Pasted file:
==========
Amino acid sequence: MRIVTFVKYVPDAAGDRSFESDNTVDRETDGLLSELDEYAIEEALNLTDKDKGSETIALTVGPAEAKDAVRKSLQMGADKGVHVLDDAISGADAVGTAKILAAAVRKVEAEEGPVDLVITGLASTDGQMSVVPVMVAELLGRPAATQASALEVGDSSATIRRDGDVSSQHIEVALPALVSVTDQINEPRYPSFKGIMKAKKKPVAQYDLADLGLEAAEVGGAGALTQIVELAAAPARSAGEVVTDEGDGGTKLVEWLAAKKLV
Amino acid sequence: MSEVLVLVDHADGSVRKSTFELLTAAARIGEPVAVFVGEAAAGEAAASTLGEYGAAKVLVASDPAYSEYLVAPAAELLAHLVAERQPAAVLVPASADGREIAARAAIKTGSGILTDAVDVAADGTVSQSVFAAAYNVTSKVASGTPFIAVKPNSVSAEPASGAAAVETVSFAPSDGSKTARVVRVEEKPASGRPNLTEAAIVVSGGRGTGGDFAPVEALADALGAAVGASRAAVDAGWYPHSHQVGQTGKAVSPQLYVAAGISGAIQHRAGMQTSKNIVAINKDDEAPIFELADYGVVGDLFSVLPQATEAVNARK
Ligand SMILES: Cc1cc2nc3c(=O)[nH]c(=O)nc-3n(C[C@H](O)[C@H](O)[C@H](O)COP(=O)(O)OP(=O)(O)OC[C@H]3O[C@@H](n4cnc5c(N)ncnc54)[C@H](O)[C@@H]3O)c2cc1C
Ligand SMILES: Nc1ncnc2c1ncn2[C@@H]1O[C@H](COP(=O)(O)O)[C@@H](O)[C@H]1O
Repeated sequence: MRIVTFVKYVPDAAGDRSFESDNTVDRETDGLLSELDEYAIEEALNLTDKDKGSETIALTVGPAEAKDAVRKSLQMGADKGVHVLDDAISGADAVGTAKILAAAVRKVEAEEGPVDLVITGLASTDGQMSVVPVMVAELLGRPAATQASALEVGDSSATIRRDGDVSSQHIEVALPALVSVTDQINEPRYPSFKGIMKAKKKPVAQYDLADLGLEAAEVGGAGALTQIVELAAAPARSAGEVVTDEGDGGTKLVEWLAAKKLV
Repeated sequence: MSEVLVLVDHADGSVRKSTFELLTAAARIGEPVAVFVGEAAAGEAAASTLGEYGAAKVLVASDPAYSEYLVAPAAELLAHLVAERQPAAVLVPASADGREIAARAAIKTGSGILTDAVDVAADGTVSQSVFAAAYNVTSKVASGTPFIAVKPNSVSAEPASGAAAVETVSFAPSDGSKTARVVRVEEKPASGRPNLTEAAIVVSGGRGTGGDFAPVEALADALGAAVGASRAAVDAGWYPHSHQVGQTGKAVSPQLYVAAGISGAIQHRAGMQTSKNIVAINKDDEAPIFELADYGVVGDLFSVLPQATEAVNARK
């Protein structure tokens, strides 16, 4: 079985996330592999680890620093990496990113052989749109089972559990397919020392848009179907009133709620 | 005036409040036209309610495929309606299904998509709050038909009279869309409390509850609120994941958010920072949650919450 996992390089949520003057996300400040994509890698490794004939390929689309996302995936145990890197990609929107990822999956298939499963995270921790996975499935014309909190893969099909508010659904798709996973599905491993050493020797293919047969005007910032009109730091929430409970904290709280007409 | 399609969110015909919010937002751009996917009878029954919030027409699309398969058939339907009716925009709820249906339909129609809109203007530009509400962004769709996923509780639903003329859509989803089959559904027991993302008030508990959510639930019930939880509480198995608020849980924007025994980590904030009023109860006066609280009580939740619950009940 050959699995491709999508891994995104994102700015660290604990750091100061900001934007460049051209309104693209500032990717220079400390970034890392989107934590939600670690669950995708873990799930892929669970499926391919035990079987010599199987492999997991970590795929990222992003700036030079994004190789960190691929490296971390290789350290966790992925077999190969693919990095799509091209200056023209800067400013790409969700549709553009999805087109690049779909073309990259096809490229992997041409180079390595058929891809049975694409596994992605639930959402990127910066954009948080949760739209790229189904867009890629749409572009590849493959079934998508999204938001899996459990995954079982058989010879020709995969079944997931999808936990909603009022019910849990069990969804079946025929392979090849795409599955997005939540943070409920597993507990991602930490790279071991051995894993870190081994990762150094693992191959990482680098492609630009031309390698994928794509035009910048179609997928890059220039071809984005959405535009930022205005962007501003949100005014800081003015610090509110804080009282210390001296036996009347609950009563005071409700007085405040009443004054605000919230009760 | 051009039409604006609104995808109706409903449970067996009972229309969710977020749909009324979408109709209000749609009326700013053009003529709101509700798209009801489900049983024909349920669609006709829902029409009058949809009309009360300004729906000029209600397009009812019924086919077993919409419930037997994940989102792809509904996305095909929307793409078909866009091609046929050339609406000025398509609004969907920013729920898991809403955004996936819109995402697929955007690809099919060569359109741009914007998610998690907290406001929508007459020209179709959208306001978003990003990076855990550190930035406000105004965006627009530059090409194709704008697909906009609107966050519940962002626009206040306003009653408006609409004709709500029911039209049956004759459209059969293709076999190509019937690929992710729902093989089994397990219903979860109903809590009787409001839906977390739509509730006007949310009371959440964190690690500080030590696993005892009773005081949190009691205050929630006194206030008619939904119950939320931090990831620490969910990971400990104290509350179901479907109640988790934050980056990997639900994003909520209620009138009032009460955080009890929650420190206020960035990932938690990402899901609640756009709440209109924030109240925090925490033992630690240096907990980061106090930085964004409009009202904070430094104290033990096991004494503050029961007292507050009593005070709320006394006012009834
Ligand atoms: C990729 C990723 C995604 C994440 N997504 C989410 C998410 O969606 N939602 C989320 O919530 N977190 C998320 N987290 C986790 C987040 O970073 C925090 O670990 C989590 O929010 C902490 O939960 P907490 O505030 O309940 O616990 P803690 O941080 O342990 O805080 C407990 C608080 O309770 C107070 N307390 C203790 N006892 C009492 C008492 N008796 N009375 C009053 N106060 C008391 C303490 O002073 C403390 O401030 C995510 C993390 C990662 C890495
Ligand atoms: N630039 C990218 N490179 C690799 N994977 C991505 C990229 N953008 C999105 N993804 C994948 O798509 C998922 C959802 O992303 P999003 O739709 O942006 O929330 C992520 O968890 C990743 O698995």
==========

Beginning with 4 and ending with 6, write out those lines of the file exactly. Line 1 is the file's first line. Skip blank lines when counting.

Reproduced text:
Ligand SMILES: Nc1ncnc2c1ncn2[C@@H]1O[C@H](COP(=O)(O)O)[C@@H](O)[C@H]1O
Repeated sequence: MRIVTFVKYVPDAAGDRSFESDNTVDRETDGLLSELDEYAIEEALNLTDKDKGSETIALTVGPAEAKDAVRKSLQMGADKGVHVLDDAISGADAVGTAKILAAAVRKVEAEEGPVDLVITGLASTDGQMSVVPVMVAELLGRPAATQASALEVGDSSATIRRDGDVSSQHIEVALPALVSVTDQINEPRYPSFKGIMKAKKKPVAQYDLADLGLEAAEVGGAGALTQIVELAAAPARSAGEVVTDEGDGGTKLVEWLAAKKLV
Repeated sequence: MSEVLVLVDHADGSVRKSTFELLTAAARIGEPVAVFVGEAAAGEAAASTLGEYGAAKVLVASDPAYSEYLVAPAAELLAHLVAERQPAAVLVPASADGREIAARAAIKTGSGILTDAVDVAADGTVSQSVFAAAYNVTSKVASGTPFIAVKPNSVSAEPASGAAAVETVSFAPSDGSKTARVVRVEEKPASGRPNLTEAAIVVSGGRGTGGDFAPVEALADALGAAVGASRAAVDAGWYPHSHQVGQTGKAVSPQLYVAAGISGAIQHRAGMQTSKNIVAINKDDEAPIFELADYGVVGDLFSVLPQATEAVNARK